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Re: What group has the most work that needs to be done?

Depends on the type of work. As far as phylogenetic analysis goes,
ornithischians (except for ceratopsians and hadrosaurids) and
sauropodomorphs (except for titanosaurs) have been relatively
neglected, it seems to me. Not that nobody's done work (far from it),
but they aren't paid the same kind of attention as theropods
(particularly non-ornithothoracean coelurosaurs).

But phylogenetic analysis is only the most obvious area of study for
this question, since it's the area of study that actually tells us
what the groups (taxa) are. For other areas, e.g. biomechanics, it
seems to me easier to say what *is* receiving attention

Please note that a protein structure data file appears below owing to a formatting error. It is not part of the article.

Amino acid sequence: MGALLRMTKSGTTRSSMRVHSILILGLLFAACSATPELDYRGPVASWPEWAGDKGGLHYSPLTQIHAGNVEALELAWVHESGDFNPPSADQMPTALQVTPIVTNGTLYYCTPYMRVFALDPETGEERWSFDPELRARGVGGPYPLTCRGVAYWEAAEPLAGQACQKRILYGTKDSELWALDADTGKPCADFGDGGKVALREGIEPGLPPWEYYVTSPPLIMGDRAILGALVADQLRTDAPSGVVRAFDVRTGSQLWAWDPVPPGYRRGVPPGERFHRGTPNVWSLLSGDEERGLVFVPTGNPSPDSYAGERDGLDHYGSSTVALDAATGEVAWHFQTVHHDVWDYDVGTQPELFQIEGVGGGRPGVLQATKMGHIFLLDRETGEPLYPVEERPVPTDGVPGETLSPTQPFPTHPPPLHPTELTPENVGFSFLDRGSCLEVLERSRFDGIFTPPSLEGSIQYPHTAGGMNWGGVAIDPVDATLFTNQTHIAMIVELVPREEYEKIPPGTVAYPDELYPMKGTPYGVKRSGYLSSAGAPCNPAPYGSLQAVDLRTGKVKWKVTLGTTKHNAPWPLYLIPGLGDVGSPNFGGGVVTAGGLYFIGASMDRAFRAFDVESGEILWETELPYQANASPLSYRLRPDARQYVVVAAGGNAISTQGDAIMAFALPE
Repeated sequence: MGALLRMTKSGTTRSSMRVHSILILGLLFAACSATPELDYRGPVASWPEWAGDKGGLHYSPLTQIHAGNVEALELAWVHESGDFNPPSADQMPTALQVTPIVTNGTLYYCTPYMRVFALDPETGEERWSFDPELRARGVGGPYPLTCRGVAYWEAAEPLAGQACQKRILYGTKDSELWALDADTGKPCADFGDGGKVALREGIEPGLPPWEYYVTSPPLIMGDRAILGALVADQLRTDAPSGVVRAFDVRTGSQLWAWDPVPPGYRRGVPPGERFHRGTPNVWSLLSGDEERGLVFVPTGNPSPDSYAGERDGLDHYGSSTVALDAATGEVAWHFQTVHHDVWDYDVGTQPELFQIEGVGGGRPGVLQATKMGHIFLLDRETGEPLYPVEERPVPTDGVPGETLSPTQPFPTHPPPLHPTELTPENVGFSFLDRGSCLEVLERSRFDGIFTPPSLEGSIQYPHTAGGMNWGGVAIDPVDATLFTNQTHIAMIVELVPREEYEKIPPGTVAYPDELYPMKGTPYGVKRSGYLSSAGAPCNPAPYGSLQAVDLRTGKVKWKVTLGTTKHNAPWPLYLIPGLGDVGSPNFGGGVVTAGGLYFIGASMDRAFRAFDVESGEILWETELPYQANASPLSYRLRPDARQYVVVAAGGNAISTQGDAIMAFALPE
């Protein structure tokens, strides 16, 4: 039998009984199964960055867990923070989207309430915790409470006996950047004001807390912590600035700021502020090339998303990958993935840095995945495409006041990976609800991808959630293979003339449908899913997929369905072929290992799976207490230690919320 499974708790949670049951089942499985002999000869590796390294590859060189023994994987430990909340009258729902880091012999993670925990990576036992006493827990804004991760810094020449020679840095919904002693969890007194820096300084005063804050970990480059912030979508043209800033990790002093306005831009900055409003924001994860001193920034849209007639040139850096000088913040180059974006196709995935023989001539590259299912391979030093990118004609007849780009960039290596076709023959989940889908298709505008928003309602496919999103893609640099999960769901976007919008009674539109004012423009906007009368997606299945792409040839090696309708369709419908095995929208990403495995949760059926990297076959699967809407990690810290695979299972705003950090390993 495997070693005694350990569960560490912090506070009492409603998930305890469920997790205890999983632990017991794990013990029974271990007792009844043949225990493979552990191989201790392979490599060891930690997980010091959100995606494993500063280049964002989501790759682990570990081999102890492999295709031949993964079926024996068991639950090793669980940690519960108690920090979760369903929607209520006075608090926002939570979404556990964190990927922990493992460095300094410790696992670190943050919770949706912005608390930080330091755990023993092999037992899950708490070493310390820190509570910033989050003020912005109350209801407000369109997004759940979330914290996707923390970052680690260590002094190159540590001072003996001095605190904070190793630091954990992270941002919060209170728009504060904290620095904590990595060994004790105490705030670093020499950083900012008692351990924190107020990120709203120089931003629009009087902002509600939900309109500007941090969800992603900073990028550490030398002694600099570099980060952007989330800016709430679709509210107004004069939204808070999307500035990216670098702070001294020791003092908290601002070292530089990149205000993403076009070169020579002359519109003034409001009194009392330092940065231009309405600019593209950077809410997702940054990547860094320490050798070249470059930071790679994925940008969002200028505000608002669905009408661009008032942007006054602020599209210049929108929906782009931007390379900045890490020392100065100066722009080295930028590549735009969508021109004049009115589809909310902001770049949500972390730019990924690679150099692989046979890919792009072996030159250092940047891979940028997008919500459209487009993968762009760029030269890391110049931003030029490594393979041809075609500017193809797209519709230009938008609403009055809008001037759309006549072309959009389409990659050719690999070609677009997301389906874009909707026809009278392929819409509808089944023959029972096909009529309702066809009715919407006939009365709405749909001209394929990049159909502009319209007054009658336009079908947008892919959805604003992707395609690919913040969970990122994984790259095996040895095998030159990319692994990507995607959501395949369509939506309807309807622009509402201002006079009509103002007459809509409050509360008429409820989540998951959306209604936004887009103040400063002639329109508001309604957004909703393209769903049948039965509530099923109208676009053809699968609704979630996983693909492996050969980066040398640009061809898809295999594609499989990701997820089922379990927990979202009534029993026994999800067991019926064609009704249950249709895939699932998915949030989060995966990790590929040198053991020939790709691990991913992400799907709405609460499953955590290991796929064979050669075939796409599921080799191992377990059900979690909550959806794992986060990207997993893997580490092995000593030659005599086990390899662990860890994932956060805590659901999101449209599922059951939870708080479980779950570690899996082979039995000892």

(_Tyrannosaurus_, large sauropods, etc.) than what *isn't*. And for
others, e.g. paleoecology, it's not so much taxa that are or are not
receiving attention as formations, units, groups, etc.

On 4/20/05, Robert J. Schenck <nygdan@yahoo.com> wrote:
> What group of dinosaurs has the most work that
> needs to be done on them, and how much of that
> need is based on lack of workers versus lack of
> specimins?
> For example, theropods receive a lot of
> attention, and there's been a lot of recent
> discoveries that seem to be shaking things up
> (just in the last year or so, let alone the crazy
> chinese feathered specimins from around the
> millenium).
> But what other groups can use a lot of work and
> show a lot of promise in your opinions?
> Hadrosaurs?  Prosauropods?  Armoured Dinosaurs in general?
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--Mike Keesey